How’s your new year’s resolution holding up so far? Have you been able to stick to your goal of going to bed earlier, drinking less alcohol, getting to the gym or cutting back on sugar? Good intentions are often thwarted by our old habits and the temptations surrounding us. To stay on track with your goals, link your aspiration to a larger purpose.
In his book Start with Why, Simon Sinek emphasizes the power of a core purpose as essential for effectively leadership (click here to see his TED talk). In order to follow through on your good intentions, keep in mind a clear purpose for your goal so you can maintain your resolve when the going gets rough.
Start your new year with a focus on why your resolution matters to you. Better yet, psychologist Kelly McGonigal, author of The Willpower Instinct, provides an alternative to yearly resolutions: identify a theme for the new year. For example, if your goals involve improving your sleep, exercise or consumption, your 2019 theme might be health or vitality. Or you might be focusing on these goals because being more energetic would improve your presence in relationships or strengthen your productivity at work, so you could have a theme of relationship or productivity. The same action item can be driven by different purposes for different people.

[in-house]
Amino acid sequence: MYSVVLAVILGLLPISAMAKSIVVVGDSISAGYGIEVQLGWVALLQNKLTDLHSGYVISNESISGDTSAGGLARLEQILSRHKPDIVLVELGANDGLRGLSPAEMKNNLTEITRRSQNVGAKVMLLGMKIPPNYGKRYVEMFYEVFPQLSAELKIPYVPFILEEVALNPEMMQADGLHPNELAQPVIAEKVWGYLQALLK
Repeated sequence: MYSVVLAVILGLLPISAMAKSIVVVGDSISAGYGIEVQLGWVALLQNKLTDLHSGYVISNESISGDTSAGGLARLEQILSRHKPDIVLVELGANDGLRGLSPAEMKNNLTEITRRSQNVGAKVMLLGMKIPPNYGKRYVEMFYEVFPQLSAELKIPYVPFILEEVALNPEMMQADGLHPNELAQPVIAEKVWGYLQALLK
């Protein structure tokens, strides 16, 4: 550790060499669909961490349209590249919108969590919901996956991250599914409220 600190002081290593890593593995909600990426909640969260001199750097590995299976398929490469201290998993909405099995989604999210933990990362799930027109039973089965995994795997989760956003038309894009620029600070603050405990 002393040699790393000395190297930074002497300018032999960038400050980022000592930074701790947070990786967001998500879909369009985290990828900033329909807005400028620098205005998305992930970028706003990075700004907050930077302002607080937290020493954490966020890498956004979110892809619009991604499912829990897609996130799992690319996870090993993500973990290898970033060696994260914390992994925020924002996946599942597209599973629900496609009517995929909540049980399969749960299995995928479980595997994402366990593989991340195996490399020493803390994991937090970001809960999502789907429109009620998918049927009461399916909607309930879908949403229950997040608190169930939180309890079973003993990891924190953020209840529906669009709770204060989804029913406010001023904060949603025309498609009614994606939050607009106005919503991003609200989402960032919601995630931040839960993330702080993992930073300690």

However, as you dig into the underlying motivation for your target behavior, you may discover your goal is more about obligation, performance or expectations – I should eat better, exercise more, drink less alcohol, etc. It is common to make resolutions as penance, but this is a setup for failure.
Find reasons why the behavior you aspire to engage in matters to you, how it fits with your core values or how it reflects your identity. When you link the new behavior to who you already are, then the goal will be more attainable. You don’t have to become someone different – your new behavior just makes you more powerfully yourself.
Once you choose your annual theme, use it as a north star to guide your target actions. If you want to build relationships, aim to schedule Friday date nights with your partner. You might start in January, sitting down together with calendars and carve out this time. So far, so good. But when other demands derail the schedule, it will be easy to let this plan go. By having relationship as your theme, rather than a date nights resolution, you can reorient and think of other ways to strengthen the connection. Maybe you set the alarm a bit earlier in the mornings to start the day together with a cuddle. This way your relationship theme remains intact.
Behavior change involves learning along the way. If the target behavior you initially setup isn’t realistic, your theme can keep you focused and inspire you to try something else to stay on track toward your larger purpose.
What is your 2019 theme?